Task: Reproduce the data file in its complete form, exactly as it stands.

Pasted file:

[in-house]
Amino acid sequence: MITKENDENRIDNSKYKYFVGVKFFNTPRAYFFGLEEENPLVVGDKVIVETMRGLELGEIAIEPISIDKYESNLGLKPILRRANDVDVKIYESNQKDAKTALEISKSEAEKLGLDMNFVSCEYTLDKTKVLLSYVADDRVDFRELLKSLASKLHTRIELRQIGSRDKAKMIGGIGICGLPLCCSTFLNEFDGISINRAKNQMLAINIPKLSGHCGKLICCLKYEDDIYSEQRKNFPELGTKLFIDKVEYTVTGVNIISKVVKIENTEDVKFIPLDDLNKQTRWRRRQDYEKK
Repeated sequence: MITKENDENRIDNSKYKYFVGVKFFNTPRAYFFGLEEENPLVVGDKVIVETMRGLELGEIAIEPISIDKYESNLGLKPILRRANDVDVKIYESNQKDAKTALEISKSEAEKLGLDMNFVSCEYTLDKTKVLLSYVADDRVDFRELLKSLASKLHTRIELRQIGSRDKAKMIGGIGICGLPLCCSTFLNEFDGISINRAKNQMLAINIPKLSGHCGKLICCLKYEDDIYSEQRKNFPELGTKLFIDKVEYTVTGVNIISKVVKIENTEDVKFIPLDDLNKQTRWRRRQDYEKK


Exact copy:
[in-house]
Amino acid sequence: MITKENDENRIDNSKYKYFVGVKFFNTPRAYFFGLEEENPLVVGDKVIVETMRGLELGEIAIEPISIDKYESNLGLKPILRRANDVDVKIYESNQKDAKTALEISKSEAEKLGLDMNFVSCEYTLDKTKVLLSYVADDRVDFRELLKSLASKLHTRIELRQIGSRDKAKMIGGIGICGLPLCCSTFLNEFDGISINRAKNQMLAINIPKLSGHCGKLICCLKYEDDIYSEQRKNFPELGTKLFIDKVEYTVTGVNIISKVVKIENTEDVKFIPLDDLNKQTRWRRRQDYEKK
Repeated sequence: MITKENDENRIDNSKYKYFVGVKFFNTPRAYFFGLEEENPLVVGDKVIVETMRGLELGEIAIEPISIDKYESNLGLKPILRRANDVDVKIYESNQKDAKTALEISKSEAEKLGLDMNFVSCEYTLDKTKVLLSYVADDRVDFRELLKSLASKLHTRIELRQIGSRDKAKMIGGIGICGLPLCCSTFLNEFDGISINRAKNQMLAINIPKLSGHCGKLICCLKYEDDIYSEQRKNFPELGTKLFIDKVEYTVTGVNIISKVVKIENTEDVKFIPLDDLNKQTRWRRRQDYEKK